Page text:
By Jack Sim, founder of World Toilet Organization
The world has 7 billion people, yet almost all goods and services are designed and delivered to only 3 billion — the Top of the Pyramid, the rich and middle-class consumers. The other 3 billion — the Base of the Pyramid or BOP — are excluded from our formal economy because they are considered too low an income group to be attractive enough for businesses.
This state of affairs was caused by a tremendously attractive business environment in the past two centuries where producers focus on the Top of the Pyramid. However, in a globalised world where the speed of product penetration into developed markets have reached almost saturation point, businesses are finding it very hard to make a profit. Big successful firms are buying up smaller ones and the competitive disparity is making it harder for SMEs and MNCs alike to fight for survival. The myth of High-Tech = High Profit has now mutated into High-Tech = High Obsolescence. Read more
Targeted towards aspiring social entrepreneurs aged 26 and below across all nationalities, Singapore International Foundation (SIF) is currently accepting applications for its Young Social Entrepreneurs (YSE) Programme.
If you believe you have a valuable idea for a social enterprise and want to have an opportunity to make that dream a reality, this programme is for you. Read more
The Arthur Guinness Fund is targeted at people with a business head and a social heart, who are committed to finding innovative solutions to address the social problems they see in the world. The Fund was recently launched in Singapore with a focus on empowering marginalised women to lead better lives; Bettr Barista Coffee Academy was selected as the first social enterprise to receive support.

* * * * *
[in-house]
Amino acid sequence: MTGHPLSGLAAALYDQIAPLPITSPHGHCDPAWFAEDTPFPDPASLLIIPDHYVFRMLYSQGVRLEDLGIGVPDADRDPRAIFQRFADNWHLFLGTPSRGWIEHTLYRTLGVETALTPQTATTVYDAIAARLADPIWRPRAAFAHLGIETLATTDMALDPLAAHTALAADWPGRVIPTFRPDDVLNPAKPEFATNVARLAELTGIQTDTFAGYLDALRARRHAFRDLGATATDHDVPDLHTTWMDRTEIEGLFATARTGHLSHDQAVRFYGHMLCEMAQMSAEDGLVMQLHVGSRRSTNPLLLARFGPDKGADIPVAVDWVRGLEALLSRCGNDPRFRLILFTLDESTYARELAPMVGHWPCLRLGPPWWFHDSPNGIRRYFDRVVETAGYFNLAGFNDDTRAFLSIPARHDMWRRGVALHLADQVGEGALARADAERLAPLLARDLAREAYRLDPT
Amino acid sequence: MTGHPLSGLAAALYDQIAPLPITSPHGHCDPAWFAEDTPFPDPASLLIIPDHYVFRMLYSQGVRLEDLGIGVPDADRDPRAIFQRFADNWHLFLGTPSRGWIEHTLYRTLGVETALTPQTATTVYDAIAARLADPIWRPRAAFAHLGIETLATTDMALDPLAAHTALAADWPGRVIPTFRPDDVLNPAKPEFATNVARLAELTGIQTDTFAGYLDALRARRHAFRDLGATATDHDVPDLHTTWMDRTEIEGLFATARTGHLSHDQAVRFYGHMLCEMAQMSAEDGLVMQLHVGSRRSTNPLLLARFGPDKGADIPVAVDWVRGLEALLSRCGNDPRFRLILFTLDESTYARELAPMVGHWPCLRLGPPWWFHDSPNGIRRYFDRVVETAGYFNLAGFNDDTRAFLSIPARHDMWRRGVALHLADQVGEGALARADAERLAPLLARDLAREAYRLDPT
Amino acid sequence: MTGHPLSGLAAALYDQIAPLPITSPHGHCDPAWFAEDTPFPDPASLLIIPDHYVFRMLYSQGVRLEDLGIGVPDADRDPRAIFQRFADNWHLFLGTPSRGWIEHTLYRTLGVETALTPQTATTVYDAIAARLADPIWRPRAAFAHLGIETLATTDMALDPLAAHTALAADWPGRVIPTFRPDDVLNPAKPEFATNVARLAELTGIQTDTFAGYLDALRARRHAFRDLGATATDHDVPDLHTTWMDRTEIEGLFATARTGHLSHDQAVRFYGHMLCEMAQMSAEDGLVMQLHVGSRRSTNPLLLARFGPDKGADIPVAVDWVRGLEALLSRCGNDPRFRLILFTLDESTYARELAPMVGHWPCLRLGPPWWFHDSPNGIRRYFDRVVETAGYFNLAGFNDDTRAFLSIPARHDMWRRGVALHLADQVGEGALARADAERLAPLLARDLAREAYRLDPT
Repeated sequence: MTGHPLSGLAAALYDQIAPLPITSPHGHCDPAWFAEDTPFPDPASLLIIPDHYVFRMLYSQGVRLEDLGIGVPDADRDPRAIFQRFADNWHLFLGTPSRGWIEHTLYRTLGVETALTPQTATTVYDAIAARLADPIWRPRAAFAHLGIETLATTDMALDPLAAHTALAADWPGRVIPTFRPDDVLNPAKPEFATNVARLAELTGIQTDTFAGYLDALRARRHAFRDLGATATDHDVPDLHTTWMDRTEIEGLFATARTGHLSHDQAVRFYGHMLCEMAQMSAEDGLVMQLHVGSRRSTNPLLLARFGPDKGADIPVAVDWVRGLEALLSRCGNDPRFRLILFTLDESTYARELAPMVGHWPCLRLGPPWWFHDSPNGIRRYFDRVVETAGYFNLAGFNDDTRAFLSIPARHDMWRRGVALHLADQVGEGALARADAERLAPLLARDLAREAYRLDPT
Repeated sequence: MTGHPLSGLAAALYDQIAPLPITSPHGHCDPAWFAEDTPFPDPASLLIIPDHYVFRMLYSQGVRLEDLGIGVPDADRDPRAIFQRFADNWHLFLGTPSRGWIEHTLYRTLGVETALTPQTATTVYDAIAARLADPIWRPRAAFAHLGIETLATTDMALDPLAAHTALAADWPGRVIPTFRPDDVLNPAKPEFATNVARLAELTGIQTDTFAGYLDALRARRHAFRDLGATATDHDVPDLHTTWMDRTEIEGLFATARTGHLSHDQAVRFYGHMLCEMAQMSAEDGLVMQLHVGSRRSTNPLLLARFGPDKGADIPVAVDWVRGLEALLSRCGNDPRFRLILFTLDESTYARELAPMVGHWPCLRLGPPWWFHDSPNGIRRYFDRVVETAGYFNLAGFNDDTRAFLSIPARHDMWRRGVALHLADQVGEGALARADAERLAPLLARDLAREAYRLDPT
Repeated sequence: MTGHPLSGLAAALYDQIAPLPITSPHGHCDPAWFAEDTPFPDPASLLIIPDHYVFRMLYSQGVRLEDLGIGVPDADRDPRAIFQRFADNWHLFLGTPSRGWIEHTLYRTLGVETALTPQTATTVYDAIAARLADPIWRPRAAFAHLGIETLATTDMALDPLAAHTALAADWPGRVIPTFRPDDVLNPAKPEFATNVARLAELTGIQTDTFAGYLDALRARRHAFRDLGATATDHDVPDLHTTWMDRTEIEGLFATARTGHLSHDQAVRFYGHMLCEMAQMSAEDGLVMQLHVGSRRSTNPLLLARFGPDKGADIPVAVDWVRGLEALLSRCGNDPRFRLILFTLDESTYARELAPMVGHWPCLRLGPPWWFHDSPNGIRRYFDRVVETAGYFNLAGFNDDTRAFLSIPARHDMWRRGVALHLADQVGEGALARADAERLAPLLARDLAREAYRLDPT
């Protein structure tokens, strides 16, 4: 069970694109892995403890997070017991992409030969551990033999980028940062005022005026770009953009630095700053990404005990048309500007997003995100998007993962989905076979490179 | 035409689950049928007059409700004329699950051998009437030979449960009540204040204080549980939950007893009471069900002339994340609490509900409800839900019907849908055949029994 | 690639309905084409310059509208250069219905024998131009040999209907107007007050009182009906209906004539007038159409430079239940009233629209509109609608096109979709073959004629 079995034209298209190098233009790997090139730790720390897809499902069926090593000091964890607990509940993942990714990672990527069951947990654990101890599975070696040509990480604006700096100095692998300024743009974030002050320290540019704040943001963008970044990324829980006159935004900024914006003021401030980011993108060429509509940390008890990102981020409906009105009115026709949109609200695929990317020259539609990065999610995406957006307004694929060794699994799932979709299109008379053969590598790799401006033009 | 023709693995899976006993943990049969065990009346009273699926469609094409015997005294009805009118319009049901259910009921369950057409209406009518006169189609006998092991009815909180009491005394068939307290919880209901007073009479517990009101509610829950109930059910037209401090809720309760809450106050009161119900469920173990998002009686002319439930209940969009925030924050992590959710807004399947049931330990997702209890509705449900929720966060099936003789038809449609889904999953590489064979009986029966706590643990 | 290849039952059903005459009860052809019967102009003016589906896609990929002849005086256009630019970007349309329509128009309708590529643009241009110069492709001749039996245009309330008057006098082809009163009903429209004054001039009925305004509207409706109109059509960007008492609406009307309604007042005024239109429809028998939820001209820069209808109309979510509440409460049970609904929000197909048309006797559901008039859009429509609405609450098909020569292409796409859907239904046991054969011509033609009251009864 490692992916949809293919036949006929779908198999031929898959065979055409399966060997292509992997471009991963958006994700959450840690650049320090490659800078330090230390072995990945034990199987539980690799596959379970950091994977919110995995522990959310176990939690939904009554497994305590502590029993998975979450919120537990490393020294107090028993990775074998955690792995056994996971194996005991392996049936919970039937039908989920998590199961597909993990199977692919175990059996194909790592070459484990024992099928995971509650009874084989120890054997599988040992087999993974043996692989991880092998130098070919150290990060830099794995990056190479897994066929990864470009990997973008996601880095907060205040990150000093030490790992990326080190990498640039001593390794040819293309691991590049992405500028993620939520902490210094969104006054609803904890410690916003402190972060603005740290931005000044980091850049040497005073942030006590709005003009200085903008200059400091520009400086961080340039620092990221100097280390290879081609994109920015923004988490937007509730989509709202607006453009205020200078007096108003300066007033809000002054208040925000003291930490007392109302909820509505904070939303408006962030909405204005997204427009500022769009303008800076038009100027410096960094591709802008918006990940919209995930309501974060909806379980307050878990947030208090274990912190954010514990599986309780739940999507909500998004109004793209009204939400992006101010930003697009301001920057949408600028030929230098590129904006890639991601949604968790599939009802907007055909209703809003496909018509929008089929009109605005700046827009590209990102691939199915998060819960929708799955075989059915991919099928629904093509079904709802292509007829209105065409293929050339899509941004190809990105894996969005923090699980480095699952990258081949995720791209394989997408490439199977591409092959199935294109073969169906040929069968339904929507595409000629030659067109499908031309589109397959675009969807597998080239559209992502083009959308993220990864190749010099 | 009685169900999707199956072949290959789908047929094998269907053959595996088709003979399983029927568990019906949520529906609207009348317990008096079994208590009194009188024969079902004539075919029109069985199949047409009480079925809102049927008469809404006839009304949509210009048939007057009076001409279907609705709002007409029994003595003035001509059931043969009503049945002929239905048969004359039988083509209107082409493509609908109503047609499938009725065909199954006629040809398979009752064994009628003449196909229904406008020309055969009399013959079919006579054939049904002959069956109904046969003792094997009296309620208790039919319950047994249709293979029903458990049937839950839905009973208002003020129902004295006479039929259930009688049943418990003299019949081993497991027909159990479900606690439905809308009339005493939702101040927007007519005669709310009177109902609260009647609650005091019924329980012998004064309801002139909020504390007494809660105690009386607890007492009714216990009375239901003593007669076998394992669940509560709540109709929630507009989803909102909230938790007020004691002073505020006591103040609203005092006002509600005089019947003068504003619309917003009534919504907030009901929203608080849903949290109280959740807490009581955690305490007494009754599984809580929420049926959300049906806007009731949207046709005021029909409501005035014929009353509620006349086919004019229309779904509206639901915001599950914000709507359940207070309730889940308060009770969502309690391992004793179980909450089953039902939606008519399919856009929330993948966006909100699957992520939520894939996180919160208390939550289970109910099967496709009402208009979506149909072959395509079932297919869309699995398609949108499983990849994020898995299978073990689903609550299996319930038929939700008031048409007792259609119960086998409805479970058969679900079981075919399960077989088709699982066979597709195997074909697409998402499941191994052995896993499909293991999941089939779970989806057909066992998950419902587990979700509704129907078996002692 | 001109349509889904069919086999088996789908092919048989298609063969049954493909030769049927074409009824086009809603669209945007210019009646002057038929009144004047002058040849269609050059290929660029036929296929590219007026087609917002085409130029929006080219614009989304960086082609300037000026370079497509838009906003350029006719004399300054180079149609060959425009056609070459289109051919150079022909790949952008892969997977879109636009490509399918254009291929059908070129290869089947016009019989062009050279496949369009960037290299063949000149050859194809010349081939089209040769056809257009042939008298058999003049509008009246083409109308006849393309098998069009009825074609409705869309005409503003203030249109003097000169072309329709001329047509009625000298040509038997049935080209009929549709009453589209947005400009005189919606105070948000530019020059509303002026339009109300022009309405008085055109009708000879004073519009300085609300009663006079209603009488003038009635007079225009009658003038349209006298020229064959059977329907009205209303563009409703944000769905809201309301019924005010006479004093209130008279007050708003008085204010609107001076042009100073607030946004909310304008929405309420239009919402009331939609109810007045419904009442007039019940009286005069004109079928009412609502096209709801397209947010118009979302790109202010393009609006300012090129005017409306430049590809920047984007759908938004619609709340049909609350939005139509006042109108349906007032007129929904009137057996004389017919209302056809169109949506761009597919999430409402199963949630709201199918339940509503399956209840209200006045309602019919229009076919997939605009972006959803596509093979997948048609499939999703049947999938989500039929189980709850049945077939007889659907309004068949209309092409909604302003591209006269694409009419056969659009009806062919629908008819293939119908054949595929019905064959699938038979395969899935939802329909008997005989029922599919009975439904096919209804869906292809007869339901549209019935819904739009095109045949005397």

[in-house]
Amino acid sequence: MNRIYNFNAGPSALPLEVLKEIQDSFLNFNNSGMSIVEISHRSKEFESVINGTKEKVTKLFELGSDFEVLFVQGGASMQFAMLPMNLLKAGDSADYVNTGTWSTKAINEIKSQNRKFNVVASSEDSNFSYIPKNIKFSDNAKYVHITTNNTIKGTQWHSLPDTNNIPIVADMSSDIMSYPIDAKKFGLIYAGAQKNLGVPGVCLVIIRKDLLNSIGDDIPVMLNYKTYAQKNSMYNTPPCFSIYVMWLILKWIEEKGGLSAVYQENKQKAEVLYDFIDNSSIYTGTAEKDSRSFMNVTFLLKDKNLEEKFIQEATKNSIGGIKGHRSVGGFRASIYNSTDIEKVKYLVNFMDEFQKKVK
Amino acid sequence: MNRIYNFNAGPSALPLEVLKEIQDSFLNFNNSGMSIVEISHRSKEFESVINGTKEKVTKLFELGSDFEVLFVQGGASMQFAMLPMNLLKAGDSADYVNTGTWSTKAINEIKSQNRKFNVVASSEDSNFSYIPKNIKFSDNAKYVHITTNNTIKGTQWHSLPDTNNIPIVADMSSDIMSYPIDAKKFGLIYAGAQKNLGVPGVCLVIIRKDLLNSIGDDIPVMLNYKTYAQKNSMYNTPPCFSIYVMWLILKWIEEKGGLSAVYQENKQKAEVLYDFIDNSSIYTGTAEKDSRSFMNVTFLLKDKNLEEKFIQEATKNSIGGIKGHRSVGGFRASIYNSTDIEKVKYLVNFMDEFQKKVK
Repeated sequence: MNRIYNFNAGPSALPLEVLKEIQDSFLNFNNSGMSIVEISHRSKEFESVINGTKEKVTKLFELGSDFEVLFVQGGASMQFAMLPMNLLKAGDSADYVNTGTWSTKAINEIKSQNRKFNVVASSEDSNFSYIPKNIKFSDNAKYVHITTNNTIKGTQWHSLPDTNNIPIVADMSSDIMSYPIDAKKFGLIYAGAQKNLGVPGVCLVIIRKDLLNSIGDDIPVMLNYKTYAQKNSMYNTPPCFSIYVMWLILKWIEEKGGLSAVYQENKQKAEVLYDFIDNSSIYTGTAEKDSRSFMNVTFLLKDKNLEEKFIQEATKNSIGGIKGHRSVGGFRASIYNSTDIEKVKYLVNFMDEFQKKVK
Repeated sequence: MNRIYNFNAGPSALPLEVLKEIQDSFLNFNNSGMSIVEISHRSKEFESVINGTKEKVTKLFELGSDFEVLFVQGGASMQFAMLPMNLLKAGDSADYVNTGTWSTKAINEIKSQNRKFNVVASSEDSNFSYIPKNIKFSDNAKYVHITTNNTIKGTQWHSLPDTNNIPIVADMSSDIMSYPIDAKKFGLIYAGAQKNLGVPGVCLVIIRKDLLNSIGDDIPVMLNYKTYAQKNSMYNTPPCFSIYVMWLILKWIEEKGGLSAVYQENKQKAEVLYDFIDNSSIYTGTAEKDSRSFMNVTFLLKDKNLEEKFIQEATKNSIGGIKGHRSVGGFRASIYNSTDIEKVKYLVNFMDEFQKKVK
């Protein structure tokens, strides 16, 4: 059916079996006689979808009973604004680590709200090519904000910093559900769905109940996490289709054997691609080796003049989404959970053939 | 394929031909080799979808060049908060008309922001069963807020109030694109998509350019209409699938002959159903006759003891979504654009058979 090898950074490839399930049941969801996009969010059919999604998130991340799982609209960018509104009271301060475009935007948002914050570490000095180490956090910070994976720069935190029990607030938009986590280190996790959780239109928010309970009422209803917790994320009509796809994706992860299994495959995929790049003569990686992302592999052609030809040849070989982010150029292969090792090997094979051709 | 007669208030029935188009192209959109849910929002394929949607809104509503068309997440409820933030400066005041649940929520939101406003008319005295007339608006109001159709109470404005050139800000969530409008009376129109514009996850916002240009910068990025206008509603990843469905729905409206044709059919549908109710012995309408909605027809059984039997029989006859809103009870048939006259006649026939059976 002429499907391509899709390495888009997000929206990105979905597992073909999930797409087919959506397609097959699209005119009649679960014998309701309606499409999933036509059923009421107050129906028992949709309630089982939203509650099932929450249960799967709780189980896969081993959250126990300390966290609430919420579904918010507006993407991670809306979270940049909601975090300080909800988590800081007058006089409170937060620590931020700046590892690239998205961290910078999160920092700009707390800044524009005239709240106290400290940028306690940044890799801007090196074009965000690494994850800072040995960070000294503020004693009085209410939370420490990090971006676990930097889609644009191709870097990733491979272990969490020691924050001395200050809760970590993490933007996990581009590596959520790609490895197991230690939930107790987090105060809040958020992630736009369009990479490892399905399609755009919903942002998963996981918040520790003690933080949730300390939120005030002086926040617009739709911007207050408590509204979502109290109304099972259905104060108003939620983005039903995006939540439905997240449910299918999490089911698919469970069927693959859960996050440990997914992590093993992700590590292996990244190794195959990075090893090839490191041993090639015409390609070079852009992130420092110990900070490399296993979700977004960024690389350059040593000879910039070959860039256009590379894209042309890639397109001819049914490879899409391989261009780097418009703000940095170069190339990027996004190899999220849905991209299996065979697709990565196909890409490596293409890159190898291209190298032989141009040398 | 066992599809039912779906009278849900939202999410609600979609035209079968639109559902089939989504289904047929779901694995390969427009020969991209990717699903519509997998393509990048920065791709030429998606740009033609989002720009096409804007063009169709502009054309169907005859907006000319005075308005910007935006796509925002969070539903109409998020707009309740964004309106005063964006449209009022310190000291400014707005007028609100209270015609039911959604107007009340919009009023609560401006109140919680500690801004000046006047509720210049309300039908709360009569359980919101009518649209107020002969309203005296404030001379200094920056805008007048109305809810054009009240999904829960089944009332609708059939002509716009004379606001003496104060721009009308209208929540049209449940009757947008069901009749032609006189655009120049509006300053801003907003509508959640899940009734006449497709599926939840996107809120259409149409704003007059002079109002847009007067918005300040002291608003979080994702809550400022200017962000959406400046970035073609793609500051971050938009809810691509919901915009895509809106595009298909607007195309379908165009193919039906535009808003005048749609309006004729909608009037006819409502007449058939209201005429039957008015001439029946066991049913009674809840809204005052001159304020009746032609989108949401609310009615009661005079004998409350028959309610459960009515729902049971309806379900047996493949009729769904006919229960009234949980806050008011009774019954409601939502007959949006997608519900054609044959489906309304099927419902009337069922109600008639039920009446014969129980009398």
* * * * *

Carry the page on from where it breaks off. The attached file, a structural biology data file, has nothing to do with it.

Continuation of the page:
UP Singapore and the Fund are working together to host the first-ever Arthur Guinness Fund hackathon with a specific focus on single mothers and ex-offenders. The hackathon will bring together like-minded people for a weekend of intensive collaboration, to develop solutions to help these marginalised women overcome the social and economic barriers making it difficult for them to support themselves and their family financially.
Guinness has allotted up to $60,000 in investment to support the best ideas generated over the hackathon weekend, where teams will work under the guidance of expert mentors, with the money awarded to the teams judged to have the most innovative, and viable ideas. These winning ideas will then be overseen by Guinness through a long-term commitment, to help develop them into real-world projects which can effect sustainable social change.
Channel NewsAsia had a feature on Bettr Barista & the Arthur Guinness Fund. Video below:
DBS Bank will give SGD 340,000 (USD 278,000) in project grants to 4 social enterprises. The money is part of SGD 1 million (USD 818,000) that will be doled out by the bank to worthy projects. DBS will also provide process improvement expertise to help the businesses expand. Read more
Silverline, a new venture by Singapore-based sustainable business incubator Newton Circus, has partnered with SingTel on an initiative to put smartphones into the hands of seniors.
But these are not ordinary smartphones. They are refurbished second hand-devices with senior-friendly apps installed.